Epictetus
Epictetus


Facing Adversity

But when the time of trial is come, one of you must weep and say, "I wish that I had learned more." More of what? If you did not learn these things in order to show them in practice, why did you learn them? I think that there is someone among you who are sitting here, who is suffering like a woman in labor, and saying, "Oh, that such a difficulty does not present itself to me as that which has come to this man. Oh, that I should waste my life in a corner, when I might be crowned at Olympia. When will anyone announce to me such a contest?" Such ought to be the disposition of all of you. Even among the gladiators of Caesar there are some who complain grievously that they are not brought forward and matched, and they offer up prayers to God and address themselves to their superintendents entreating that they might fight. And will no one among you show himself such? I would willingly take a voyage for this purpose and see what my athlete is doing, how he is studying his subject. "I do not choose such a subject," he says. Why, is it in your power to take what subject you choose? There has been given to you such a body as you have, such parents, such brethren, such a country, such a place in your country. Then you come to me and say, "Change my subject." Have you not abilities which enable you to manage the subject which has been given to you? "It is your business to propose. It is mine to exercise myself well." However, you do not say so, but you say, "Do not propose to me such a topic, but such. Do not urge against me such an objection, but such." There will be a time, perhaps, when tragic actors will suppose that they are masks and buskins and the long cloak. I say, these things, man, are your material and subject. Utter something so we may know whether you are a tragic actor or a buffoon. Both of you have all the rest in common. If any one then should take away the tragic actor's buskins and his mask, and introduce him on the stage as a phantom, is the tragic actor lost, or does he still remain? If he has voice, he still remains.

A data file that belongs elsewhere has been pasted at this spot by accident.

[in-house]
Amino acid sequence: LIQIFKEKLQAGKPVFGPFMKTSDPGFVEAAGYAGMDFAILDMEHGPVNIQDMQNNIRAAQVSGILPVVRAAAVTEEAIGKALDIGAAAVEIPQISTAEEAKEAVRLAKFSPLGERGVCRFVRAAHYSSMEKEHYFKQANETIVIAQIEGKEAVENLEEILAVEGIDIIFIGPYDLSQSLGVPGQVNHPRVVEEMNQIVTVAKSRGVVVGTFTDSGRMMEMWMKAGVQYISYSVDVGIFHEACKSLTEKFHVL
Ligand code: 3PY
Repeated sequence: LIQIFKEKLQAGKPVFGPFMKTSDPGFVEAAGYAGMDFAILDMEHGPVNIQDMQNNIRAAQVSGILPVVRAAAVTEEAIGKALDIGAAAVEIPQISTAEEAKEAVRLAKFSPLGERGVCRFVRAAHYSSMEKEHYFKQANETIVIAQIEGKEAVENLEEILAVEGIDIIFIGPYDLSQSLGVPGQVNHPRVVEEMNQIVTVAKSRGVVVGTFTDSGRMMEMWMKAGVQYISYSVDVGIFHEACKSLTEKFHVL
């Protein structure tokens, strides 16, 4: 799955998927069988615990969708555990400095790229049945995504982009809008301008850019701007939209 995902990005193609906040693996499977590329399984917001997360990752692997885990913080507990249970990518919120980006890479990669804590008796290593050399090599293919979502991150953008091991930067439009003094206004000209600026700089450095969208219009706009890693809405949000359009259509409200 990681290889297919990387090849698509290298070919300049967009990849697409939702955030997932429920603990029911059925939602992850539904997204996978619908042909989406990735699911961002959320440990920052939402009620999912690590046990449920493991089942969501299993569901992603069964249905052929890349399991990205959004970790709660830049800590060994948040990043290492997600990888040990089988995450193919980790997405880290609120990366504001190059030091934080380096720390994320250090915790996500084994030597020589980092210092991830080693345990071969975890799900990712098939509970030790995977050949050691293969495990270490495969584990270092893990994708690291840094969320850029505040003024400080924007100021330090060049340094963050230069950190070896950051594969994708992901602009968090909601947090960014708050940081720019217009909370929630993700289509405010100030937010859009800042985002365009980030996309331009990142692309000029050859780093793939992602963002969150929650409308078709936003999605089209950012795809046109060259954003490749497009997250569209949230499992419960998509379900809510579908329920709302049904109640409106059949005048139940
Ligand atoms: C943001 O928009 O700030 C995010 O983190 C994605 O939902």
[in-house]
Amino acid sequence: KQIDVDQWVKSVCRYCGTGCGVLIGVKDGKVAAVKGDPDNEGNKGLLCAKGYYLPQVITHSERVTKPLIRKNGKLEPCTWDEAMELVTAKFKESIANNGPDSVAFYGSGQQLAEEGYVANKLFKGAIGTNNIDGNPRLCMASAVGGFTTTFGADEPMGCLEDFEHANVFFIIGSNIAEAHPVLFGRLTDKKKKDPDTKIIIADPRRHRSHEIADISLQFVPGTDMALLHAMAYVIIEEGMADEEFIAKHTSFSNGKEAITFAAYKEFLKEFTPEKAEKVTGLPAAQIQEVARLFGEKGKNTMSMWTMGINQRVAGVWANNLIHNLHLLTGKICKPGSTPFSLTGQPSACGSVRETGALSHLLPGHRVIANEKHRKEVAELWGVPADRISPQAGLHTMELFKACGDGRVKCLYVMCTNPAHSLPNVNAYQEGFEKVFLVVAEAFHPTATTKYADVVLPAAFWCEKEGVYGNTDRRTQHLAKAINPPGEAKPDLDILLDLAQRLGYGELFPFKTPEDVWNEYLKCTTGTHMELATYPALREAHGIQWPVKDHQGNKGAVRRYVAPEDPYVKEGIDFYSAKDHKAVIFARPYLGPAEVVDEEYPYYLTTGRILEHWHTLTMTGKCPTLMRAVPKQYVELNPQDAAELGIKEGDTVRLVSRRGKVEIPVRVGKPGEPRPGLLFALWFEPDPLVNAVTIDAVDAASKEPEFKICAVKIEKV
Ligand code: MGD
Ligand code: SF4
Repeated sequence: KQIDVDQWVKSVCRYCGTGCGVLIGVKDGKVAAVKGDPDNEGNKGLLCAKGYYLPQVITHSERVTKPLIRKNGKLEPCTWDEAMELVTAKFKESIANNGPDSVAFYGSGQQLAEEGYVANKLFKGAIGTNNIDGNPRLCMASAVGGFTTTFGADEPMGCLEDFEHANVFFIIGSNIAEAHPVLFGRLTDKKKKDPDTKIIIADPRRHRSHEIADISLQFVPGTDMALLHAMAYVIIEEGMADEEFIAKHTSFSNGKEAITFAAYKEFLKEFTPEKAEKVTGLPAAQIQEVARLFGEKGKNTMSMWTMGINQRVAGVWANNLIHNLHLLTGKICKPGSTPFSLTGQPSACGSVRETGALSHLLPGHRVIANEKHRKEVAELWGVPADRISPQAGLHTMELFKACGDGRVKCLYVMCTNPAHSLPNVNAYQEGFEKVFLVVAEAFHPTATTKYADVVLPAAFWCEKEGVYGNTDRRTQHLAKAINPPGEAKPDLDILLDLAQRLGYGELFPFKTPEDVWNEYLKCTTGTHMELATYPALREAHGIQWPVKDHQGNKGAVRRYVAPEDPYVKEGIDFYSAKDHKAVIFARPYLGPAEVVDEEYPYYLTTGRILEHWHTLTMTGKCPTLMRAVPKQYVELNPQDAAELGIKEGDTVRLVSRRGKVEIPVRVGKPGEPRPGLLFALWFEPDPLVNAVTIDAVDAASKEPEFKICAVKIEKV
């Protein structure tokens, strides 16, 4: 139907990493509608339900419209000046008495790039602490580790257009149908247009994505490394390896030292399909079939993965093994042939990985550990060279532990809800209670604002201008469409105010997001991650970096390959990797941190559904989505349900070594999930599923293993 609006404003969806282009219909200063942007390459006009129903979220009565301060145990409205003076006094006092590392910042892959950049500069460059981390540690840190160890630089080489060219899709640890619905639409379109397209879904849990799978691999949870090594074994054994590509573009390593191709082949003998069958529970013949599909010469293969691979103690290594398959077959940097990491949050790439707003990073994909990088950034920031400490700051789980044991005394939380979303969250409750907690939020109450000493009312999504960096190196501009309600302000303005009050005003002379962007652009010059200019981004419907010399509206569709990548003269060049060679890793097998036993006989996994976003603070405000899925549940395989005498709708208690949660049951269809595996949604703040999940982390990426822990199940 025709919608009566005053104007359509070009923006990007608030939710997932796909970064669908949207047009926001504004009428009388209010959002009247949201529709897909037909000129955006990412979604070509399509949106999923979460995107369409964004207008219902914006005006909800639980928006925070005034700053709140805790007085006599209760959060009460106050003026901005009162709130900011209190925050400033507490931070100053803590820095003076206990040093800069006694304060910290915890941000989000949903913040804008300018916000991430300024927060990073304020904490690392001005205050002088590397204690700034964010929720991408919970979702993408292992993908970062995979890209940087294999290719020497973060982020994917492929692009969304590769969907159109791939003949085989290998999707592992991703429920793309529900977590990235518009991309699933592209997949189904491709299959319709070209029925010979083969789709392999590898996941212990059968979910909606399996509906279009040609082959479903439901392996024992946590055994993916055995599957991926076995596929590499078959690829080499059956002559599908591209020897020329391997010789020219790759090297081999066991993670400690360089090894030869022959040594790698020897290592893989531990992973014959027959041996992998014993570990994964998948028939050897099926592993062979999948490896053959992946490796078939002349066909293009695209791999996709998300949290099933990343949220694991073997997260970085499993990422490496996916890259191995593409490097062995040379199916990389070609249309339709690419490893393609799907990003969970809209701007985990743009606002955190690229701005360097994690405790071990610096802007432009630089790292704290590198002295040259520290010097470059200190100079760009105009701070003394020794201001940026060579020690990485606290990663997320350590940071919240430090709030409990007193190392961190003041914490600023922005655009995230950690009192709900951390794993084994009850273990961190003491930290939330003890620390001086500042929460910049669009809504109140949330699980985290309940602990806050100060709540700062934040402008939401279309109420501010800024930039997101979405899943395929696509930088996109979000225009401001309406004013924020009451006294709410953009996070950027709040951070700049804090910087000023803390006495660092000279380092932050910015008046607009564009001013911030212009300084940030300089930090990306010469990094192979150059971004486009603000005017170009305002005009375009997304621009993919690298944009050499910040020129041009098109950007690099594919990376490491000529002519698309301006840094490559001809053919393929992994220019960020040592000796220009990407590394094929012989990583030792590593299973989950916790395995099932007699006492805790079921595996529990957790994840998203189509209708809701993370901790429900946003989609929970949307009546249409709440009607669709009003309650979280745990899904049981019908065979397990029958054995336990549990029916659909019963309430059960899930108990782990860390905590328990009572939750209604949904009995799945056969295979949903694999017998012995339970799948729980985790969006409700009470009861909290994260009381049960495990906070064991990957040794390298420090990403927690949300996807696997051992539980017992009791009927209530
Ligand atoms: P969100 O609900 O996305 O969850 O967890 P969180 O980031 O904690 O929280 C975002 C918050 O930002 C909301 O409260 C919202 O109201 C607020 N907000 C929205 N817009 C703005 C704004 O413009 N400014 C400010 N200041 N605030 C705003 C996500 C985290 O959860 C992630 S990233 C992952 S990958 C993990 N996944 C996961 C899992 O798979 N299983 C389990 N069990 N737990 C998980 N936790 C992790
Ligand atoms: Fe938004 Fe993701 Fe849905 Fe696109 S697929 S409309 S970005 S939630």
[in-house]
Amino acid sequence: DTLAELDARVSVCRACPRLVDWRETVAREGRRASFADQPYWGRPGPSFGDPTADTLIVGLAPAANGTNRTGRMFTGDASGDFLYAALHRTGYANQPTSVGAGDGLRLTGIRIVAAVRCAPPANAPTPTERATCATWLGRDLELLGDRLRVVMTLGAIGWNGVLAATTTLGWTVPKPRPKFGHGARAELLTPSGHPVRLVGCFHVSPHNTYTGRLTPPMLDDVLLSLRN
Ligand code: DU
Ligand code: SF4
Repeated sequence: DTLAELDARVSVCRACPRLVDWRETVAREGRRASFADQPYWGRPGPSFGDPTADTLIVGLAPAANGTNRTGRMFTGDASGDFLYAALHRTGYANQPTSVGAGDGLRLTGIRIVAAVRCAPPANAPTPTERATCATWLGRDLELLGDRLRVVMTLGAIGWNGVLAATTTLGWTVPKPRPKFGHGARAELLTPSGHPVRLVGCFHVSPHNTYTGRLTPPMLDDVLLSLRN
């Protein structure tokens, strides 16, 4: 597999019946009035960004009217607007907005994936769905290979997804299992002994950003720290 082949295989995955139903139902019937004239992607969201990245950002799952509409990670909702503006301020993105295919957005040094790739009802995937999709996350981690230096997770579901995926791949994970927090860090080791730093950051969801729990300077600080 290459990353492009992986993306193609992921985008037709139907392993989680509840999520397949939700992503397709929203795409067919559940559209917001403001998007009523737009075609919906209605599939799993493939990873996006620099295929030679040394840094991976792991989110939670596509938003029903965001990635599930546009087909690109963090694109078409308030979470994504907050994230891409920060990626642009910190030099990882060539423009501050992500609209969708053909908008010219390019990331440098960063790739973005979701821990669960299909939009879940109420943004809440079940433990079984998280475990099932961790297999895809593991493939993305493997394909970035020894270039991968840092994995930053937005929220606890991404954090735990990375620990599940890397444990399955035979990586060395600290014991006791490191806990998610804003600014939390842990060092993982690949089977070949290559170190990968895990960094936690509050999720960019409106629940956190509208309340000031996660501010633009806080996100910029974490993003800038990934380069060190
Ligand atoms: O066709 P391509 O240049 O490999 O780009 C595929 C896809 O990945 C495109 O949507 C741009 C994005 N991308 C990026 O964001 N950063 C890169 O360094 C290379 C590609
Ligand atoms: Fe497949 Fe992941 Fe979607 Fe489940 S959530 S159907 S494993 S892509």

We have heard this talk about facing adversity before in Discourse 24. We should relish the battle because it tests us. In an example from literature we might take as example Patrick O'Brian's Jack Aubrey, in "Desolation Island", when he is set about by storms in a sail ship in the "high latitudes" of the Southern Hemisphere. The slightest mistake would lead to disaster, but he laughs and is happy every moment for his seamanship is tested to the limit.

Even so, there are people who wish they were not faced with the problems that beset them, and this is natural. But it is impossible to change the challenges that are faced by we humans. For we will always be limited by the laws of physics. We will always be constrained by our senses. We must deal with the rest of humanity. It is how we deal with these factors that makes us a good human being, a good Christian.

Chapter 29:

  1. On Constancy and Courage
  2. Do Philosophers Despise Kings? (2a)
  3. Opinions (2b)
  4. The Stronger and the Weaker (2c)
  5. Anytus and Meletus (2d)
  6. Superior Principles (2e)
  7. Child-Like Minds (2f)
  8. Like an Athlete (2g)
  9. Facing Adversity (2h)
  10. Might for Right (2i)
  11. Objective Truth (2j)
  12. Exhortation to Action (2k)
  13. The Runaway Slave (2l)
  14. Summary - Stoicism and Christianity (2m)
Stoicism and Christianity Index

Visit BibleStudyInfo.com

This is a translation and explanation of the first book of the Discourses of Epictetus. His words are in regular text, comments are in bold.

Biographical Information on Epictetus


Contact Us | Privacy Statement |